Public board chair says she's 'concerned' about provincial cuts in wake of budget decision

The chair of the Greater Essex County District School Board says she's concerned about the possibility the province will get involved in the management of the school board, after trustees unanimously approved running a deficit for the next school year.

Gale Hatfield worries the province could step in and make cuts, a sentiment echoed by others at the board meeting on Wednesday.

Trustee Ron LeClair said he's concerned the option the board chose "will appear to be a victory in the short term."

On Wednesday, trustees pushed back on cutting jobs in the name of reducing the projected deficit for the 2024-25 school year. With their direction, staff will prepare a budget for the year that includes a $6.4-million deficit.

Staff have already taken other measures to reduce the deficit, including eliminating some teacher positions as part of an realignment amid declining enrollment and cutting administration expenses.

Staff had recommended cutting the equivalent of 20 full-time positions, including social workers, student support worker, a psychologist and speech language pathologists.

But trustees laid the blame for the problem at the foot of the provincial government, saying underfunding was responsible for the shortfall.

"Not for a split second do I believe that our current budget deficit is the result of our choices, our board," said Trustee Kim McKinley, who made the motion. "Our board has always been a fiscally responsible board for as long as I have been a part of it and for many years even prior to my becoming a trustee for this board."

With the projected deficit, the board will have to submit a plan to the province for the elimination of the deficit. Running a deficit of this size — more than one per cent of the board's operating allocation — will also require approval from the minister of education, now Todd Smith.

In a statement, the Ministry of Education said it has provided more than $438 million in funding to the board for the 2024-25 year, representing an increase of $10.2 million "despite relatively flat enrollment since 2019."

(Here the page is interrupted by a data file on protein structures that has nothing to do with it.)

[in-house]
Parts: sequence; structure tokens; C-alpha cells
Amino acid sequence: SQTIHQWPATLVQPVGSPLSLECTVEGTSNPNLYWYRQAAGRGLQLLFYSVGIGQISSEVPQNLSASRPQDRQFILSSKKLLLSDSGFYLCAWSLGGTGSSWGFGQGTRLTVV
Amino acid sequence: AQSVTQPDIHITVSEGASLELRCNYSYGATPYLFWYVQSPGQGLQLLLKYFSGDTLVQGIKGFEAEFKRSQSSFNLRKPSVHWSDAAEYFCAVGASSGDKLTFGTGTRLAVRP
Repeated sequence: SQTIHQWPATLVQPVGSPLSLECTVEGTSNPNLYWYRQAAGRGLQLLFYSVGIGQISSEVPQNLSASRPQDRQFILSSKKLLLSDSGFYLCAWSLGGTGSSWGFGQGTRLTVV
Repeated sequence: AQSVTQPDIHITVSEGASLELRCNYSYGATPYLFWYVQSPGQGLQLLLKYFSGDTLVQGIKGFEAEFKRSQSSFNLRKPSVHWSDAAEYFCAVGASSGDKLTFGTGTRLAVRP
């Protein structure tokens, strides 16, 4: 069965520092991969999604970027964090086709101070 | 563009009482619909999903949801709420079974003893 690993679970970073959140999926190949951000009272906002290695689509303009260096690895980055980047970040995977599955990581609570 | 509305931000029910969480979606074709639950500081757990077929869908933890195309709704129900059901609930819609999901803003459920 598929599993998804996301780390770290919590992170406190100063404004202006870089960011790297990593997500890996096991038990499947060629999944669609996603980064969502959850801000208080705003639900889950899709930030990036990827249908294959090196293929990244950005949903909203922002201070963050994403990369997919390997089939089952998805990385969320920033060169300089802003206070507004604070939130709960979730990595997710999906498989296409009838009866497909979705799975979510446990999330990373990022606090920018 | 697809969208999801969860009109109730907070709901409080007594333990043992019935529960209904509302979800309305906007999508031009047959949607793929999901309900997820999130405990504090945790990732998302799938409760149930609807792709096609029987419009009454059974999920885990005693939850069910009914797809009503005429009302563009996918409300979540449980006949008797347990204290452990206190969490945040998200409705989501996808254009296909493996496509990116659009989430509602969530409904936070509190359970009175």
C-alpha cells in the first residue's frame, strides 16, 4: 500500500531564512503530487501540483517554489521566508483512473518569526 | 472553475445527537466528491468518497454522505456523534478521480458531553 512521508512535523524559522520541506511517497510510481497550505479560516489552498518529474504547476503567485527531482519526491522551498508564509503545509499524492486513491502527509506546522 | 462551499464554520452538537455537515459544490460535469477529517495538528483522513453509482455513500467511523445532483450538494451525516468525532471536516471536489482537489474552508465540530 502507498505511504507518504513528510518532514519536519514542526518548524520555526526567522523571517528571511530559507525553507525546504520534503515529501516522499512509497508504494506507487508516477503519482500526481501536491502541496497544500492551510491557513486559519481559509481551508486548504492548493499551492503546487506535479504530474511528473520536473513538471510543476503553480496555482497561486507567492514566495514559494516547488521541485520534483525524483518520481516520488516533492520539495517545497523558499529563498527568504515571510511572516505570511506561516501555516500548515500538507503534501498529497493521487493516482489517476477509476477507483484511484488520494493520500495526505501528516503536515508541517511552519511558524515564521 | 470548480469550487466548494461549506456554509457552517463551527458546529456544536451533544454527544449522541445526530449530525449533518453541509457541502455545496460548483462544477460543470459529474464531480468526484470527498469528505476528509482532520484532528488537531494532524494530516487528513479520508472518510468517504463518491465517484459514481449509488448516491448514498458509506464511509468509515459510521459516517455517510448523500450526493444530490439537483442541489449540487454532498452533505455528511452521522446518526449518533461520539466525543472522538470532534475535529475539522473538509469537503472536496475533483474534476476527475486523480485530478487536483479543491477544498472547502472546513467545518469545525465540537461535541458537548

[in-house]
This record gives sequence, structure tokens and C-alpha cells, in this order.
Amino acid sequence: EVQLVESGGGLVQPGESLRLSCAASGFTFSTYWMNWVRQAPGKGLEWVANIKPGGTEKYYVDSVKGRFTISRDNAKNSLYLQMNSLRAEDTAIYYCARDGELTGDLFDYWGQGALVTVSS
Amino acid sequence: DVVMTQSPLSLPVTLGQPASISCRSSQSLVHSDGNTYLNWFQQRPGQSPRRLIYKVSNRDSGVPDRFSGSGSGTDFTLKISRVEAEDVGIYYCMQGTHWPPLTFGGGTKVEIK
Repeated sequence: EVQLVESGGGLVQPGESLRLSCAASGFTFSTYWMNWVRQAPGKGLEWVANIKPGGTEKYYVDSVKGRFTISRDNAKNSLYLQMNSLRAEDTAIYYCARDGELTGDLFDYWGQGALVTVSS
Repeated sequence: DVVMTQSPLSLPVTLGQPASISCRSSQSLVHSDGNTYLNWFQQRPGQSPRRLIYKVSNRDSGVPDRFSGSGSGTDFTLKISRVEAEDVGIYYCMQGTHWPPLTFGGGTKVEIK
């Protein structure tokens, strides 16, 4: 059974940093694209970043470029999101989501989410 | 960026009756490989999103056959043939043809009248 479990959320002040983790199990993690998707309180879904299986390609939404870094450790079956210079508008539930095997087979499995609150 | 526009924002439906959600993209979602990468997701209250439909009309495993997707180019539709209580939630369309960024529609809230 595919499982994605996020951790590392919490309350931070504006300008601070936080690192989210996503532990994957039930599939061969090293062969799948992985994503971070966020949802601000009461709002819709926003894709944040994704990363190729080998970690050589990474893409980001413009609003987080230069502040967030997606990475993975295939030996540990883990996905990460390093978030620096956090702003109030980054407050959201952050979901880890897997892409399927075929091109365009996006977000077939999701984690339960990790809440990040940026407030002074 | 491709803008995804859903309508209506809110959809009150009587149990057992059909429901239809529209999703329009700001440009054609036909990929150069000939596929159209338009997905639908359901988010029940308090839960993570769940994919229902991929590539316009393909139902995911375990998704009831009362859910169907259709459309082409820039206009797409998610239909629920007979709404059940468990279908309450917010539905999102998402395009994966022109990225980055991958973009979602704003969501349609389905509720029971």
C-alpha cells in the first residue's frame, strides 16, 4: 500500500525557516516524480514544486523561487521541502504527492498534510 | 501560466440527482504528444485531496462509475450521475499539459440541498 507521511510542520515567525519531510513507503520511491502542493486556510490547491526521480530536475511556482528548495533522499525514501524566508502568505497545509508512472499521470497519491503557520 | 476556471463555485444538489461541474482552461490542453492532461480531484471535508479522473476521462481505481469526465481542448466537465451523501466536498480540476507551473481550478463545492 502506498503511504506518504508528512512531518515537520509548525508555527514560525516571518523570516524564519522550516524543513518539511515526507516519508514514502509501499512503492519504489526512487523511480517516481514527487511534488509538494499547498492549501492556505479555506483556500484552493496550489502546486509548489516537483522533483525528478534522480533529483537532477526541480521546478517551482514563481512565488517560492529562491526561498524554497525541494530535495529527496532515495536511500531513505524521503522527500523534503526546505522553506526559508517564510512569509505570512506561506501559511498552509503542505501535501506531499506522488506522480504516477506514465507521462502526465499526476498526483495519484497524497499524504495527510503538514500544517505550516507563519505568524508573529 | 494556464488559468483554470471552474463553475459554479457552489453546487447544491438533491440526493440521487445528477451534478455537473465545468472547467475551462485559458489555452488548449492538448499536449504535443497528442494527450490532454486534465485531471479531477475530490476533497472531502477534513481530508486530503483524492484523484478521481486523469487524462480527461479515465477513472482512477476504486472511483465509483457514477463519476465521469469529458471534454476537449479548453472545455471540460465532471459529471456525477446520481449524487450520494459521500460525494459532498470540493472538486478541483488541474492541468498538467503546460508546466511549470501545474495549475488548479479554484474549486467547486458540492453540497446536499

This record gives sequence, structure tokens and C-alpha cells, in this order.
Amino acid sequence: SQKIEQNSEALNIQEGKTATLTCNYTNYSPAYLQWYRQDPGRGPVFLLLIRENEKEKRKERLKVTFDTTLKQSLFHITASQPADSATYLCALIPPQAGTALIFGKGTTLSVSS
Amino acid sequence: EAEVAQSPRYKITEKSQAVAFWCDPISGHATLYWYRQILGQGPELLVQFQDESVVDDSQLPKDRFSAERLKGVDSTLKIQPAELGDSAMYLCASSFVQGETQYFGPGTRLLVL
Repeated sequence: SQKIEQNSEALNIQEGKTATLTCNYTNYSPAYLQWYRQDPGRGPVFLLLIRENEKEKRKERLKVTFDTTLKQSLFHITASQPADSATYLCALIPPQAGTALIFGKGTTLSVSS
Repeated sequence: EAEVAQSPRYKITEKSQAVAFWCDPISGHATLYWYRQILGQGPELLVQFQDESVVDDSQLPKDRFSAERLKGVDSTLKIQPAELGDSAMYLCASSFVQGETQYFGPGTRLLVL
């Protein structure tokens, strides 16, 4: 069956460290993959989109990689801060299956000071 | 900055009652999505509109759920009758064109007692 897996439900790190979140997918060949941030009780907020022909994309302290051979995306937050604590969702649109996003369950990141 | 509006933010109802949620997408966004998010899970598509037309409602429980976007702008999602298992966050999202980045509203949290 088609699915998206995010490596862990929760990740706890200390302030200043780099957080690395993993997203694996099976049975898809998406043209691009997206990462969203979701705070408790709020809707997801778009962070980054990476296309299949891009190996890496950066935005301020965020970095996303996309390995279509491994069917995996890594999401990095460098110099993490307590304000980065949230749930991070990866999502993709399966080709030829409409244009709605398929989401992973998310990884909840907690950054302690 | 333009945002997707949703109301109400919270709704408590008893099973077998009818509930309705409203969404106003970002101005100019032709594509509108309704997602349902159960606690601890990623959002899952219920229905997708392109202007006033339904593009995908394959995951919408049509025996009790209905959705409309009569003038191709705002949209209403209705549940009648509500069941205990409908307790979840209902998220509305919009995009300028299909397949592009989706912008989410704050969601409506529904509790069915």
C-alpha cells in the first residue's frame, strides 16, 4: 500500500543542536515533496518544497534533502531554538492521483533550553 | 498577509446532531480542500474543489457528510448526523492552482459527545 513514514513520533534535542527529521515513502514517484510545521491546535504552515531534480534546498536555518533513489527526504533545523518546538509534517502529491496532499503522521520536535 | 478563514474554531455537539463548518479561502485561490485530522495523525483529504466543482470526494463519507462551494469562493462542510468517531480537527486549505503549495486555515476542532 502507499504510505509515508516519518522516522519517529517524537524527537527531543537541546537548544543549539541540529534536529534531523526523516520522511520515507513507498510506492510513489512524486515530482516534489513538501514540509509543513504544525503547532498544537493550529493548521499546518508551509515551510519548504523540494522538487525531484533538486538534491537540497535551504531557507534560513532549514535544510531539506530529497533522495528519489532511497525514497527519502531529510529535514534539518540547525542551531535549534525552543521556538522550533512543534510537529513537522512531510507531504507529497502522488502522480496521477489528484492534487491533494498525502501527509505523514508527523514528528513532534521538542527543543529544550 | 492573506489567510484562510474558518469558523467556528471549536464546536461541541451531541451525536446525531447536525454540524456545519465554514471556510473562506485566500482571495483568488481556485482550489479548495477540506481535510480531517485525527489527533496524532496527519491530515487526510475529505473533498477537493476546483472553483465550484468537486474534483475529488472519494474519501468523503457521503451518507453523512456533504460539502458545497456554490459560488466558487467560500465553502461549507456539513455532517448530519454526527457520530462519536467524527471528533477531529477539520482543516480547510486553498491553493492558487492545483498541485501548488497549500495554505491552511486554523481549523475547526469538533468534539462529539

Since coming into government, we have supported the hiring of 9,000 additional education staff, including 3,000 teachers. We will continue to support students in getting back to basics on reading, writing, and math in Windsor classrooms."

Province had supervision of Catholic board in 2012

If the province does decide to intervene, it wouldn't be the first time in Windsor-Essex. In 2012, the Windsor-Essex Catholic District School Board was put under provincial supervision.

The supervisor's job was to deliver a balanced budget and "balanced financial position" after the board passed two deficit budgets and proposed a third.

Representatives who were on the Catholic board at the time declined to comment to CBC News.

The Catholic school board is also on track to run a deficit in 2024-25, albeit a smaller one. The board's draft budget shows a projected deficit of nearly $2 million, caused by changes to both the board's revenue and expenses.

Greater Essex County District School Board chair Gale Hatfield in a 2023 file photo. (Sanjay Maru/CBC)
Greater Essex County District School Board chair Gale Hatfield in a 2023 file photo. (Sanjay Maru/CBC)

That deficit falls below the one-per-cent threshold that triggers provincial reporting and approvals.

'Funding isn't coming,' union leader says

Erin Roy represents the Ontario Secondary School Teachers' Federation for the Greater Essex district.

She says while she's glad the board came to the decision it did, she does hear the concerns trustees raised about the long-term funding problems.

"I don't believe anybody at the school board wants to make cuts. But the funding isn't coming and year over year, it's becoming less and less. So the services that our students are receiving become less and less," she said.

"If things don't change from the government funding point of view, we're going to be in the same boat very quickly."

She added that Ontario's government of today is "very different" than the government that supervised the Catholic board in 2012.

"Cutting psychologists, social workers, of course, could be on the table with this government. If the government comes in and takes over, will they start cutting it? They might. Would they start cutting some of our special special education programs? They might

"We all know as people who work in the system that that will do nothing but have kids suffer."